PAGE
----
Prime Matter in Descartes and the Late Scholastics

Roger Ariew

University of South Florida

Abstract:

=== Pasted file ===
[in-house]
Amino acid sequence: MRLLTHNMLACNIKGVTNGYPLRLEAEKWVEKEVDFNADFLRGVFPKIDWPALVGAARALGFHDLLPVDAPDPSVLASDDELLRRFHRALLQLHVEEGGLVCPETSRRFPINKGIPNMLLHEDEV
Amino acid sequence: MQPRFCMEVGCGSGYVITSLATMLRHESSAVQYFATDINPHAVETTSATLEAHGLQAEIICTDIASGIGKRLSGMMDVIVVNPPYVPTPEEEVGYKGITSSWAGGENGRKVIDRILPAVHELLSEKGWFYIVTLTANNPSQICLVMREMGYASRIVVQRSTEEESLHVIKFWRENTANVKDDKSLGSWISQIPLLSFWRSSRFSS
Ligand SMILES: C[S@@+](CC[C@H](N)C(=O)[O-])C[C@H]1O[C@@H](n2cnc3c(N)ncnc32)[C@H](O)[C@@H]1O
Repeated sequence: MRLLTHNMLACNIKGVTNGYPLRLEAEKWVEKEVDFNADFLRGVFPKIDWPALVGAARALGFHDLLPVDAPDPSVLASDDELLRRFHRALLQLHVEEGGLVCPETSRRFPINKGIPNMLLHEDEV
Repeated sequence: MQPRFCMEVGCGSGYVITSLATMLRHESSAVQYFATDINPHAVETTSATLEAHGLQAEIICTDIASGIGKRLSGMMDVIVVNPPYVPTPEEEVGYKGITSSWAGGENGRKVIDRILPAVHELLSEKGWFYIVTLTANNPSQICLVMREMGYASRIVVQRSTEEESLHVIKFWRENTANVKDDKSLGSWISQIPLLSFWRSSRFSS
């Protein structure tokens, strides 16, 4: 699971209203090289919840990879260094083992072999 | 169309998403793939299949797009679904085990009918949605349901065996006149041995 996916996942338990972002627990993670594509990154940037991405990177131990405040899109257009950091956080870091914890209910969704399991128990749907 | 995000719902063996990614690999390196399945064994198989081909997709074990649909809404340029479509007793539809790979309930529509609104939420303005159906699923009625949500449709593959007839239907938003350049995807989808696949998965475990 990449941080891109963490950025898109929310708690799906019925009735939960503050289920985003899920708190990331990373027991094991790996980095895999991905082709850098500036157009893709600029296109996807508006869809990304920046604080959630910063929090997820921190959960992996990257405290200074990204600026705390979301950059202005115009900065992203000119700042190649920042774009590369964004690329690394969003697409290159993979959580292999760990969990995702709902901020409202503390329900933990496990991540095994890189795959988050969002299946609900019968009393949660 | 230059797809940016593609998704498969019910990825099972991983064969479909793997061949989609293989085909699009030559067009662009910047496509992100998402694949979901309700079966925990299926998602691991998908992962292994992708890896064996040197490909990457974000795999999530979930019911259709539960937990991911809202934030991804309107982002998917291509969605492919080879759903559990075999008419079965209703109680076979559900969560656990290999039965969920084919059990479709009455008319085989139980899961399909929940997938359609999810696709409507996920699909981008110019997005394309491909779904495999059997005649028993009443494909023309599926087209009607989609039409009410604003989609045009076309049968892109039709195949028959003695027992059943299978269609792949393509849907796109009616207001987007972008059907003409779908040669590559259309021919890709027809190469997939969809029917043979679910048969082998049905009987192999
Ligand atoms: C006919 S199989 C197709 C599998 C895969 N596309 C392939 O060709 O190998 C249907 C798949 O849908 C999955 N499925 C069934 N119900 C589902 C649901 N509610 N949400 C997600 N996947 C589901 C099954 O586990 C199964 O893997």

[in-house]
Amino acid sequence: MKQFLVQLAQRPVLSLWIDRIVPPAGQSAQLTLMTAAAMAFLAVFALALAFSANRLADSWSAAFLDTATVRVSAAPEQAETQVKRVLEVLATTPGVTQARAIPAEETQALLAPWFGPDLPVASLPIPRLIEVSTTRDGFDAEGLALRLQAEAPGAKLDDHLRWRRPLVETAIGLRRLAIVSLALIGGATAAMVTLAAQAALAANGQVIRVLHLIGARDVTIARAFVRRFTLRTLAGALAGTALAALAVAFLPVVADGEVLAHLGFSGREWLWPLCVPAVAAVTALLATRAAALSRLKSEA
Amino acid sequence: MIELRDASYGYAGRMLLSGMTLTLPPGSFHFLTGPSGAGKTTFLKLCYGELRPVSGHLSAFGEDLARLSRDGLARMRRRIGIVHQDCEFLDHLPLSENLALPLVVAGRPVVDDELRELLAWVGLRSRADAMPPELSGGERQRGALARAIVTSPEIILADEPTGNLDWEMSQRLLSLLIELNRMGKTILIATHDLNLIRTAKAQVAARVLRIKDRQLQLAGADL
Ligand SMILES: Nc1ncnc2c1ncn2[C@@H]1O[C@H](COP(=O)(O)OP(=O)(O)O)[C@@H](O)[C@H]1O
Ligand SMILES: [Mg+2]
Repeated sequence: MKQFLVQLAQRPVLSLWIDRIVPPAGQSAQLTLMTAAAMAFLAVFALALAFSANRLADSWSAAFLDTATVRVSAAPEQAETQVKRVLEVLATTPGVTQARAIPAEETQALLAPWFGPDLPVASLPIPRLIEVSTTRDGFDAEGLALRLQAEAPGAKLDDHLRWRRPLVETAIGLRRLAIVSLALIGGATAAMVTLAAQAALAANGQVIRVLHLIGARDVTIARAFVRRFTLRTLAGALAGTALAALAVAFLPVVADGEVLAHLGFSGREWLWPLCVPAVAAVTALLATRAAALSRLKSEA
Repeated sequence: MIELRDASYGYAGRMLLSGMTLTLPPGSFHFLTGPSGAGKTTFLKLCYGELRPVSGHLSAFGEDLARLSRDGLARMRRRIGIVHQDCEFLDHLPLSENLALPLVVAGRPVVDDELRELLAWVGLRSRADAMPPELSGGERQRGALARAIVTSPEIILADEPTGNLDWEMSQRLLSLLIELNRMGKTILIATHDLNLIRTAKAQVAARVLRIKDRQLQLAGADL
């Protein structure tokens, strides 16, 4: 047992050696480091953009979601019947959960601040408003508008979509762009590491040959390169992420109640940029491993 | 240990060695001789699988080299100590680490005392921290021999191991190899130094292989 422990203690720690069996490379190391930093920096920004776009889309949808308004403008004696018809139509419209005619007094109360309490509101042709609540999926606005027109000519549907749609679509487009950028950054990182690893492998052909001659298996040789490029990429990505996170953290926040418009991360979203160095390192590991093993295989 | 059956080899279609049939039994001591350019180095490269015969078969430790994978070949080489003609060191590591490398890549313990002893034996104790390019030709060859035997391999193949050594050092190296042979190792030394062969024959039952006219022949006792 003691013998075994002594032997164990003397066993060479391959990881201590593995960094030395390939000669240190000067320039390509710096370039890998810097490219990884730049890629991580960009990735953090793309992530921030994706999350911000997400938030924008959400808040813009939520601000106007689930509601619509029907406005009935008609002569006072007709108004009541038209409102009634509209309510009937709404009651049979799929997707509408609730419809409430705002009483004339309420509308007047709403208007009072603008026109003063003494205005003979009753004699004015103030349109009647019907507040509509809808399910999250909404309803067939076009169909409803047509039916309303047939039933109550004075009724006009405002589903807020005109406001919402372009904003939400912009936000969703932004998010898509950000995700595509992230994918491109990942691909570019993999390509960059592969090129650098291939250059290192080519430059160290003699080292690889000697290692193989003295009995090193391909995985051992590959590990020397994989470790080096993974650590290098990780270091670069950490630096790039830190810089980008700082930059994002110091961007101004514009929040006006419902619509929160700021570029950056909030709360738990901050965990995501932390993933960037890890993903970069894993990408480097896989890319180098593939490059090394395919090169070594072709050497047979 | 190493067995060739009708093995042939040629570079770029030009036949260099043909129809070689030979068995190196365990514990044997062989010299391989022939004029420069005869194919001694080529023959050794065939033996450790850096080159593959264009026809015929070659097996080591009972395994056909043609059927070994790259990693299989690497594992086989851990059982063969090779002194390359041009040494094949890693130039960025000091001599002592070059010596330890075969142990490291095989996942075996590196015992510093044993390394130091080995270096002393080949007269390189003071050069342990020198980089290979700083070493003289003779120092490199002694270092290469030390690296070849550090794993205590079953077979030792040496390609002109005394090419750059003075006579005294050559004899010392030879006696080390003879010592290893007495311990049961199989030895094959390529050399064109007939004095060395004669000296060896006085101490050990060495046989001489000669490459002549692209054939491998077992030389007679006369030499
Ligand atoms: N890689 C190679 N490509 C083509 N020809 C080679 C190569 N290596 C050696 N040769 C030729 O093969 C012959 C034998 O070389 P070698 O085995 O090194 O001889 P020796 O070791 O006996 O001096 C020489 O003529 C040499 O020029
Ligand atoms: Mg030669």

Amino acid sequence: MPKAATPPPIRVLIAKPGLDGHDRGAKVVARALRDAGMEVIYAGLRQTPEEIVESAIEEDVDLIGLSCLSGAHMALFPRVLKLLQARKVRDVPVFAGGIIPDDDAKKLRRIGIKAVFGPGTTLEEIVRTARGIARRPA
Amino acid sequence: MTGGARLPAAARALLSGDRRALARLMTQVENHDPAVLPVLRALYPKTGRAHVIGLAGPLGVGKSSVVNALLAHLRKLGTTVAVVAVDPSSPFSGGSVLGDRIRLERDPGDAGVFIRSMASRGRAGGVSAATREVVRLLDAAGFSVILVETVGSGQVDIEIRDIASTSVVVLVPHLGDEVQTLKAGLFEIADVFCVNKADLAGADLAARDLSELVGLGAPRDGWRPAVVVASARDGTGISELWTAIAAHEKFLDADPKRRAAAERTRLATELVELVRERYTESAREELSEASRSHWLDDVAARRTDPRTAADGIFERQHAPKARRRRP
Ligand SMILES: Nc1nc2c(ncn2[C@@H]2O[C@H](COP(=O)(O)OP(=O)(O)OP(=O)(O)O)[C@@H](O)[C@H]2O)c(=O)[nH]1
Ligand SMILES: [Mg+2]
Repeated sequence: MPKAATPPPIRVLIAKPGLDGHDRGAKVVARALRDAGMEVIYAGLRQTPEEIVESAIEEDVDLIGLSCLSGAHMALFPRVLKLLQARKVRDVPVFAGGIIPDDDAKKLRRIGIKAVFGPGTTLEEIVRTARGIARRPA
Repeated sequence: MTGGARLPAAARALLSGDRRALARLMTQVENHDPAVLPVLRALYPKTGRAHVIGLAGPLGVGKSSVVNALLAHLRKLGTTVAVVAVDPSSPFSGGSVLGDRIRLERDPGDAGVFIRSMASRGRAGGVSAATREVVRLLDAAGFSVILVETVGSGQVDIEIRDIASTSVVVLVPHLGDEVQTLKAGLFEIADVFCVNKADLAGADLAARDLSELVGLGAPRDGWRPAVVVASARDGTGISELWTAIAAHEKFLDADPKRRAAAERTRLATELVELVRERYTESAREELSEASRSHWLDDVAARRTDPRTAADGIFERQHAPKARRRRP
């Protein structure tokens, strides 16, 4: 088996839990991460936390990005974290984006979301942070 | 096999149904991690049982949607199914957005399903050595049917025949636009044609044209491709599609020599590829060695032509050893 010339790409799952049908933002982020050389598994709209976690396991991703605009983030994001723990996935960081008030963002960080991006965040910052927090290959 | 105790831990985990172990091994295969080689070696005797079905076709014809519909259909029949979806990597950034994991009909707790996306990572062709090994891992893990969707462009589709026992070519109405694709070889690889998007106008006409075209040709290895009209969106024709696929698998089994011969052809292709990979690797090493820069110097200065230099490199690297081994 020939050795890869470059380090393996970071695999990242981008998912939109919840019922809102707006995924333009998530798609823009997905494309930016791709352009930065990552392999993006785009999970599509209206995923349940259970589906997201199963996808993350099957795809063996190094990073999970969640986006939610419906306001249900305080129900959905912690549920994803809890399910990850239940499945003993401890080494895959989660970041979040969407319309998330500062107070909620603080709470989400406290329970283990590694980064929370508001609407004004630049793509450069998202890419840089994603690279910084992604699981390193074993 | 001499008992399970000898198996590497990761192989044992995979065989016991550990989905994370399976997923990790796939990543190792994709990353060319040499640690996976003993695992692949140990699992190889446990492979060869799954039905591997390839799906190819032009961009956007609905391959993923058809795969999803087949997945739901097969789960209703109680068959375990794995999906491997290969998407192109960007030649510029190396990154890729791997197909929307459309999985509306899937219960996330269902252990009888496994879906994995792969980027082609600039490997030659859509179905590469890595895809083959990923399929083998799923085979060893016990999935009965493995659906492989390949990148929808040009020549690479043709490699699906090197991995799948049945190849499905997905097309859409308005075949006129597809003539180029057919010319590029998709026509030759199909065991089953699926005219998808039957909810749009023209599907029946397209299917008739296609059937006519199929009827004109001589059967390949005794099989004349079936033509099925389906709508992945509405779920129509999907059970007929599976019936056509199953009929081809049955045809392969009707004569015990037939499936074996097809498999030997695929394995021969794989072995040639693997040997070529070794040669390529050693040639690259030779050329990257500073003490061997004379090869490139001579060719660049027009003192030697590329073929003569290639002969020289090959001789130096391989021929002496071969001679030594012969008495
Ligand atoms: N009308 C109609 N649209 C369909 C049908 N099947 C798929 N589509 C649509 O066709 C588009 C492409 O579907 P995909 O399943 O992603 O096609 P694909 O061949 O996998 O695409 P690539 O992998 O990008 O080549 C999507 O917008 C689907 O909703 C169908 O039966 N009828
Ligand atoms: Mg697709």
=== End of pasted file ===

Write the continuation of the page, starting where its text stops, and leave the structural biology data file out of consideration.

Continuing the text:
Descartes wrote the Principles of Philosophy as something of a rival to Scholastic textbooks. He initially conceived the project as a comparison of his philosophy and that of the Scholastics, intending the work to be a synopsis of his philosophy arranged in the same order as in the School curriculum, together with a summary of School philosophy; and he chose Eustachius a Sancto Paulo’s Summa Philosophiae Quadripartita for the task—“the best book of its kind ever made.” Descartes abandoned the design in part because he thought Scholastic philosophy was “so absolutely and so clearly destroyed by means of the establishment of [his] philosophy alone, that no other refutation is needed.” His project then transformed into that of the Principles, which does retain some of the flavor of the original design: after a reordered, abbreviated version of the Meditations, Part I of the Principles consists essentially of new materials resembling what Scholastics might have considered in their treatises on metaphysics: definitions of substance, attributes, modes and accidents, duration and time, number, and universals, followed by a theory of distinctions (real, modal, and of reason). I wish to discuss some of these materials and to compare them to what 17th century Scholastics (Eustachius, in particular) asserted in their treatises. Specifically, I ask: what happens to the traditional form-matter pair in the Cartesian program? How does matter get transformed by Descartes? Are there Scholastic precedents for Descartes’ views? The answer at first sight appears simple. Scholastics saw everything—with the possible exception of the human rational soul after death, and of course God—hylomorphically. That is to say, they saw it as matter, itself mere potentiality, informed, or actualized, in such and such ways to produce the nice, tidy variety of things, animate and inanimate, found around us. Within each specific form, matter is the principle of individuation, but in subordination to a form. Descartes changed all that by making matter independent, and replacing form, here and there only, by separate mind. So most of the former hylomorphic cosmos became just spread-out stuff, with minds dotted here and there as God decreed. This, it seems, was the Cartesian revolution: there are two kinds of created substances, distinct from one another, that need only the concurrence of God to exist; we discover them through their principal attributes, thought and extension. For Descartes extension (matter) is independent of mind (form) and subsists without it. Descartes also talks about mind informing or being substantially united to a body. Thus one substance can inform another substance. These Cartesian views do not seem to be compatible with strict hylomorphism. However, by the 17th century, the so-called standard, or Thomistic, view of form and matter had been significantly modified, so that strict hylomorphism no longer prevailed. There were Scotist positions everywhere which caused the Cartesian views not to look as strange as they might have from a Thomistic point of view.